‘First shipment of Mozambique coking coal to land in December’

The immediate plan is to optimise production of coking coal for imports to India for use in our steel plants.

Written by Priyadarshi Siddhanta | Published: August 4, 2014 2:25 am

International Coal Ventures Limited (ICVL) signed an agreement last week with global mining firm Rio Tinto to buy out its stake in three coal mines in Mozambique. In an interview to Priyadarshi Siddhanta ICVL chairman CS Verma speaks about the first ever overseas acquisition by the Special Purpose Vehicle.

ICVL has spent $50 million to buy out Rio Tinto’s stake in three coal projects in Mozambique. While Benga mine is said to be functional, when do you see the other two mines commencing operations?
Development of the other two assets is part of the future plan for ramping up of production as infrastructure becomes available. For the present, all efforts will be made to ramp up production in Benga mine itself to a level of 16 million tonne per annum (MTPA) run-of-the-mine.

This acquisition provides the right fit with the objectives for which ICVL was set up. The immediate plan is to optimise production of coking coal for imports to India for use in our steel plants and reduce dependence on purchases. Our first shipment of coking coal will come in December this year to be followed by regular shipments. We intend to deploy industry experts at the mine sites.

Do the mines have adequate infrastructure to evacuate the produce?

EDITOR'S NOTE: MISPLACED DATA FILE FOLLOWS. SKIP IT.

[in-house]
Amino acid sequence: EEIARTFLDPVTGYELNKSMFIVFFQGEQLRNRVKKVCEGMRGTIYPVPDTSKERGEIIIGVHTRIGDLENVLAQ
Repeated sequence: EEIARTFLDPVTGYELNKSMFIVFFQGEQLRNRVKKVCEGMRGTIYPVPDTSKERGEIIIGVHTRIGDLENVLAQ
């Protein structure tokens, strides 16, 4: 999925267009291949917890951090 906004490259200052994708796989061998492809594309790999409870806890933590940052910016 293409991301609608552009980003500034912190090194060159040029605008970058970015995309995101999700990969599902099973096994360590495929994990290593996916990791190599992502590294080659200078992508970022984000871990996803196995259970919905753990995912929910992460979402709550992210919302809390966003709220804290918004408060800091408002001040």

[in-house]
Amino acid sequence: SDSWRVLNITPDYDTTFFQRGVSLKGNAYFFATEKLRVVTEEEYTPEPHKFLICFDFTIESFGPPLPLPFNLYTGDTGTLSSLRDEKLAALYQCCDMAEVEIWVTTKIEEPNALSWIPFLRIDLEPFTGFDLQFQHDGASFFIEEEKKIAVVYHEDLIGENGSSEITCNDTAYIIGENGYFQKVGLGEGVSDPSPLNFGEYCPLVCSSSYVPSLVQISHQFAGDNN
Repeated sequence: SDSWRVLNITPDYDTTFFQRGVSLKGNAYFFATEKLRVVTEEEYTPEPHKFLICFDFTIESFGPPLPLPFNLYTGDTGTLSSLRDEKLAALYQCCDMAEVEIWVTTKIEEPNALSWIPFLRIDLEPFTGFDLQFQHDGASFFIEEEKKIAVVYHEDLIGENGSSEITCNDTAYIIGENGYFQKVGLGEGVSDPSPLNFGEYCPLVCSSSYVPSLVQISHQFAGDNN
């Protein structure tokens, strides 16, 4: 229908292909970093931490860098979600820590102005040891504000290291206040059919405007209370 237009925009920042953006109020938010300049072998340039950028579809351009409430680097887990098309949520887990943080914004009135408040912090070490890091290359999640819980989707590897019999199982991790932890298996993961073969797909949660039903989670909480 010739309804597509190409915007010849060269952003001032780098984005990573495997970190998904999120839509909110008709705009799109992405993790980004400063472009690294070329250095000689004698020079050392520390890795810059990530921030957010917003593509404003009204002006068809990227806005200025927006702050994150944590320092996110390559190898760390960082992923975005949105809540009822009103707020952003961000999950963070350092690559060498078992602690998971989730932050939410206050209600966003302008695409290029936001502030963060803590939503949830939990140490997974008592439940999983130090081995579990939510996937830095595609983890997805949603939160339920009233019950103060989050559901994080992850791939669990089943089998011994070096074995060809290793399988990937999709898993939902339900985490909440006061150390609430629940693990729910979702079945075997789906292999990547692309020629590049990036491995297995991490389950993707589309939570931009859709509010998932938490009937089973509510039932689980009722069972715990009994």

We currently have reservation of 32 per cent on the Sena-Biera rail corridor and the nearby port which is 2 MTPA capacity. We will utilise this fully and more if there is any spare capacity available. These mines contain very large resource of coking coal in a geography which is logistically suitable for coal imports. Increasing infrastructure capacity of both rail and port will be of highest priority for the Mozambique government. All stakeholders are involved for increasing the capacity in the shortest possible time. The operating coal mine and assets are intended to become a captive source of coal supplies for the promoter companies over the next few decades.

Why did it take ICVL five years to execute an overseas acquisition since its inception? When do we see the next acquisition?
ICVL has participated in several bidding processes for acquisition of mines in Australia, Mozambique and USA. Many of these processes did not get concluded. Also ICVL was targeting to acquire a large coal asset like the present one so that it could become a long term captive source for a critical raw material for the steel industry.

We are open to exploring options for acquisition of coal assets in other geographies also from where we could source coal, cost effectively.

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